The History of Nbc

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The History of NBC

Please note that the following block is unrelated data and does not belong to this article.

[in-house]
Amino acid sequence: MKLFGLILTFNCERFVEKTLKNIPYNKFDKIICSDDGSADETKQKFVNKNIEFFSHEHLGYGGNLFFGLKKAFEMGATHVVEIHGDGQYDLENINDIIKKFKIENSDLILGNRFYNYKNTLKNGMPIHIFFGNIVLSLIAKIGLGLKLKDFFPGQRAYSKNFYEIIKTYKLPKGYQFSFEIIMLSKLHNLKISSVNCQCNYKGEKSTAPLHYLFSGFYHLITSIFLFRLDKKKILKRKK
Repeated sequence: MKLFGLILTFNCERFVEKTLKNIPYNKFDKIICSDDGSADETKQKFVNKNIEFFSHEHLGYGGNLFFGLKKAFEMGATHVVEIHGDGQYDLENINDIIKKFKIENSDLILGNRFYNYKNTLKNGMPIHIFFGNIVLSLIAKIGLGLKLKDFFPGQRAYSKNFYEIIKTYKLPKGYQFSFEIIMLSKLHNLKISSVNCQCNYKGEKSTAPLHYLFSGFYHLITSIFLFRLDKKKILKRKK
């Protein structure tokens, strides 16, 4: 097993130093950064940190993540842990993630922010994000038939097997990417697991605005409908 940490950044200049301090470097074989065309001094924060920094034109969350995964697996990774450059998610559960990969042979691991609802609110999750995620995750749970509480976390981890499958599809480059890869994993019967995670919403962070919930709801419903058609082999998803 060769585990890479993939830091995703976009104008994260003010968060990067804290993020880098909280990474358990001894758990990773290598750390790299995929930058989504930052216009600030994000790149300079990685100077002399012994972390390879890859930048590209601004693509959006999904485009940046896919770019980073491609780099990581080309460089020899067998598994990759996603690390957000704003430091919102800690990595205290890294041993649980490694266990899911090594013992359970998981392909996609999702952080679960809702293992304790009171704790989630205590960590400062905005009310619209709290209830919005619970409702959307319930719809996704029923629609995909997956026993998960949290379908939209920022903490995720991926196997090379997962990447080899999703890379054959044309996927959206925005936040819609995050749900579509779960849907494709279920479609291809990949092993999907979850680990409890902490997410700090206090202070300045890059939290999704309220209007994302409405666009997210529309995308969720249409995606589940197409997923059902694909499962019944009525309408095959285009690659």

News Channel 4 signed on the air as WNBT on July 1,1941, at 1:29 p.m. This historic event was the beginning of commercial television in the United States. At 2:30 p.m. the same day, WNBT again made history when 4,000 television sets were tuned to the station's first telecast, a game at Ebbets Field between Brooklyn and Philadelphia, followed by the P&G sponsored "Truth or Consequences" and "Uncle Jim's Questions Bee." The telecast also brought the first sponsor to the air. The Bulova clock filled the lower right hand quadrant of the test pattern and an announcer read the time. Bulova paid $4 for the first commercial and $5 for the use of facilities. And, America saw its first pair of televised dishpan hands—those of Irene Hubbard, the original star of the Ivory soap commercials. Operating out of Studio 3H, the first simulcast of a news program featured Lowell Thomas, in a Sunoco sponsored 15-minute report at 6:45 p.m.WNBT actually evolved from W2XBS, a pioneer RCA television lab and experimental station. W2XBS began in 1928, when RCA started operating from a transmitter in Van Cortlandt Park. On January 16,1930, a television program originating from NBC's Fifth Avenue studios was transmitted onto a six-foot screen for an audience at the Proctor Theater on Third Avenue and 58th Streets. NBC assumed control of the operation of W2XBS from RCA on July 30,1930. A year later, NBC began experimental telecasts from a transmitter located on the Empire State Building. W2XBS began the industry's first regular schedule of television service on April 30,1939, when President Roosevelt opened the 1939 New York World's Fair. In 1940, about one year prior to WNBT signing on the air, W2XBS offered television's first coverage of a political convention—the Republic Convention, which was transmitted via coaxial cable to New York from Philadelphia. When the Democrats convened in Chicago, their meetings were filmed and shown on WNBT. In its infancy, television programming consisted mainly of sporting events including the Eastern Clay Court Tennis Championship Matches from Jackson Heights. Feature films were also popular. The first week of programming was commercial free and offered such attractions as a term of jugglers called "The Three Swifts," a Walt Disney cartoon tilted "Donald's Cousin Gus," and the whistling Novello Brothers. For the first six months, WNBT remained the country's only commercial television station featured personalities were Nick Kenny with his "Stars of Tomorrow" program. The station's mobile unit provided coverage of events ranging from water circuses at the Astoria Pool to air shows from the airport. In `41, Botany Mills became the first sponsor of a weather show on television, with an animated "Botany Lamb" which cavorted on film to report the weather. NBC4's long-tradition of special news coverage began the week of December 1—just five months after WNBT-TV signed on the air. The program schedule called for feature films, amateur boxing, wrestling and a hockey game between the NY Rangers and Boston Bruins. At 8:30 p.m. the game was canceled for a special news bulletin—on the attack on Pearl Harbor. The station quickly adjusted to war as the regular 19 hour programming schedule was curtailed to four hours a week. NBC installed television sets in 80 New York City Police Department Precincts and conducted televised instruction programs for 148,000 air raid and fire wardens. On a jubilant V-E Day on May 8,1945, the station presented an unprecedented 15 hours of programming to bring viewers live, filmed coverage of the end of the war in Europe. The effort was repeated on V-J Day, August 14 that same year when the programming was broadcast in Schenectady, NY, and Philadelphia on the country's first television network. On December 10,1945, WNBT began operating six days per week, programming everyday except Tuesday, over its frequency of Channel 1. Time signals were broadcast at various...
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